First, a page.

Thyrotoxicosis is a common endocrine condition that may be secondary to a number of underlying processes. Thyroid storm (also known as thyroid or thyrotoxic crisis) represents the severe end of the spectrum of thyrotoxicosis and is characterized by compromised organ function.

        The sudden and drastic increase in thyroid hormones can produce many effects, including fever, sweating, vomiting, diarrhea, delirium, severe weakness, seizures, irregular heartbeat, yellow skin and eyes (jaundice), severe low blood pressure, and coma. Therefore, thyroid storm requires immediate emergency care.

        Let’s take a look at the various medications that can be given for complications of thyroid crisis.

        Propylthiouracil (PTU)

        Actions: Suppresses the thyroid peroxidase (TPO)-catalyzed interactions between iodine and tyrosine, which precludes the formation of thyroid hormones at the iodine organification stage (see Figure 1 in methimazole).

        It prevents iodotyrosine joining to generate T3 and T4 (see methimazole), and hinders T4 to T3 deiodination in the periphery (deiodinase D1).

        Side effects:

        • Rash
        • Edema
        • Agranulocytosis (occurs in 0.1-0.5% of patients, and is usually reversible upon drug withdrawal)
        • Hepatitis
        • Cholestatic jaundice

        Methimazole

        Actions: Hinders the production of thyroid hormone. The thyroid enzyme thyroid peroxidase, commonly known as iodide peroxidase or thyroperoxidase, is inhibited by methimazole (TPO)

        Side effects:

        • Maculopapular rash (4-6% of patients), sometimes associated with fever
        • Agranulocytosis – dangerous but only occurs in 0.1-0.5% of patients
        • Hepatitis
        • Cholestatic jaundice (potentially fatal)
        • Nausea
        • GI distress
        • Altered taste or smell

        Potassium Iodide

        Actions: Iodide inhibits thyroid hormone release as one of its main effects.
        Inhibits thyroidal peroxidase, which prevents the thyroid gland from producing thyroid hormones. As a result, less thyroid hormone is produced.

        Side effects:

        • Acne-like rash
        • Metallic taste in the mouth
        • Fever
        • Swollen salivary glands
        • Ulcerations of mucous membranes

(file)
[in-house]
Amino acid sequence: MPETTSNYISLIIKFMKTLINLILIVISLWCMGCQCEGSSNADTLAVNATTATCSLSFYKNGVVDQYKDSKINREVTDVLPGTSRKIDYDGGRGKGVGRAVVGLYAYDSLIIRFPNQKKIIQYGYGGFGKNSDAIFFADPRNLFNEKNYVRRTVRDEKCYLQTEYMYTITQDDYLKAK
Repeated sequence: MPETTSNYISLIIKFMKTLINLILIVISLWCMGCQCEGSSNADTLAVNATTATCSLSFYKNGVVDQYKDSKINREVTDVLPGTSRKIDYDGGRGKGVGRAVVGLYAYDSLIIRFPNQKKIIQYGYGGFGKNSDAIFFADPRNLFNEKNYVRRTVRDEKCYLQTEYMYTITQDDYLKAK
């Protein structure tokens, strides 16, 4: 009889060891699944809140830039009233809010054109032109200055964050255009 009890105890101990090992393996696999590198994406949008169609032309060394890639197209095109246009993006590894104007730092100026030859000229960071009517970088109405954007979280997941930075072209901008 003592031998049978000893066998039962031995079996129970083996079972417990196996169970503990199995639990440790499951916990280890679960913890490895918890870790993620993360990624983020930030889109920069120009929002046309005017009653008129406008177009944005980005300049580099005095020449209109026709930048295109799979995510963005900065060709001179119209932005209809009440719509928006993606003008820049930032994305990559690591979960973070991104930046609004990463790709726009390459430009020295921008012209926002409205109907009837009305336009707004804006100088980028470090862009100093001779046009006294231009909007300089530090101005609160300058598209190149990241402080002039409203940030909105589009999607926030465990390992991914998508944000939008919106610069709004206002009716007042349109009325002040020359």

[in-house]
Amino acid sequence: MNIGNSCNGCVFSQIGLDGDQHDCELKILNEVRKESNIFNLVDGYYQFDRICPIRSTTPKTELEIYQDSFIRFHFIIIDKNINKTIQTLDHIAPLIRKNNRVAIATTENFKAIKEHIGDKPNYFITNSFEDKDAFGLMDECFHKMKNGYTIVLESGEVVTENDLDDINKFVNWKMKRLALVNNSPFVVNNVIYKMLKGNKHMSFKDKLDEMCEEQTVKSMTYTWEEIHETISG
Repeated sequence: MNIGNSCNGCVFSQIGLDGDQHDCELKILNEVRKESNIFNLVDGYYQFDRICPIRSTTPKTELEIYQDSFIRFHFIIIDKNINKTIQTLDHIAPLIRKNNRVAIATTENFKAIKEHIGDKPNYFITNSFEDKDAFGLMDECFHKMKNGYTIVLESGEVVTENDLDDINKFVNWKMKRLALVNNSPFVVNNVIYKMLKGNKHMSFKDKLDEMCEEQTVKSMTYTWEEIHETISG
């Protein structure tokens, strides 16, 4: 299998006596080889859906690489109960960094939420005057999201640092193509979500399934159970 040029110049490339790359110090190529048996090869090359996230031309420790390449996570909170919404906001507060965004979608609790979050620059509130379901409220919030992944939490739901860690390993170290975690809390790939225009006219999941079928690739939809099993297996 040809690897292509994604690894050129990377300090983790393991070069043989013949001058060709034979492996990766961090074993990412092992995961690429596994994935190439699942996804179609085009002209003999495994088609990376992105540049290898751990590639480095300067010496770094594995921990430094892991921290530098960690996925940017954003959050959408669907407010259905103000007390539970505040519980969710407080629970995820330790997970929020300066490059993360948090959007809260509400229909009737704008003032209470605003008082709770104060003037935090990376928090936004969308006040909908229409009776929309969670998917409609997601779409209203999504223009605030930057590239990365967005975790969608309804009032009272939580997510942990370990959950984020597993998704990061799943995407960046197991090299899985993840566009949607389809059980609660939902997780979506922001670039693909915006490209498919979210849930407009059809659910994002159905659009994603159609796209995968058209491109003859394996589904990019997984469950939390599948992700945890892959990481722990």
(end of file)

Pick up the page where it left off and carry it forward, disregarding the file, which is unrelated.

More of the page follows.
• Conjunctivitis
        • Rhinorrhea

        Cholestyramine

        Actions: The liver converts cholesterol into bile acids by an oxidation process.
        These medications inhibit the normal reabsorption of bile acids by binding to them in the intestinal lumen. The GI tract does not absorb the resin (cholestyramine) itself.

        Side effects: Constipation

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    Hyperthyroidism vs Hypothyroidism Conclusion

    The thyroid gland is a bilobed organ found in the front of the trachea, between the suprasternal notch and the cricoid cartilage. It receives nourishment from the inferior thyroid artery, a branch of the thyrocervical trunk, and the superior thyroid artery (which arises from the external carotid artery).

    The organic precursor to thyroid hormones, thyroglobulin, needs iodide to become a thyroid hormone. Organification is the largely self-regulated process; iodide is integrated into monoiodotyrosine (MIT) or diiodotyrosine (DIT) molecules.

    Thyroid-stimulating hormone (TSH), which is secreted by the anterior pituitary, is stimulated by TRH, which in turn stimulates thyroid gland T4 release. One common misunderstanding is that the terms thyrotoxicosis and hyperthyroidism are interchangeable.

    Low thyroid hormone levels cause hypothyroidism, which has a variety of causes and symptoms. Hypothyroidism that is left untreated raises mortality and morbidity.

    The most frequent cause of hypothyroidism in the United States is autoimmune thyroid disease (Hashimoto thyroiditis). But the most frequent cause worldwide is a lack of iodine in the diet. Asymptomatic disease and myxedema coma are just a few examples.

    Sources

    https://blogs.bcm.edu/2022/01/10/hyperthyroidism-versus-hypothyroidism/
    https://www.mountsinai.org/health-library/diseases-conditions/hyperthyroidism
    https://medlineplus.gov/hypothyroidism.html
    https://www.ncbi.nlm.nih.gov/pmc/articles/PMC7233645/
    https://tmedweb.tulane.edu/pharmwiki/doku.php/thyroid_drugs
    https://tmedweb.tulane.edu/pharmwiki/doku.php/antithyroid_drugs
    https://www.ncbi.nlm.nih.gov/books/NBK568782/
    https://www.ncbi.nlm.nih.gov/books/NBK568746/
    https://www.ncbi.nlm.nih.gov/books/NBK537053/
    https://www.ncbi.nlm.nih.gov/books/NBK519536/
    https://health.clevelandclinic.org/whats-the-difference-between-hypothyroidism-and-hyperthyroidism/
    https://pubchem.ncbi.nlm.nih.gov/compound/Liothyronine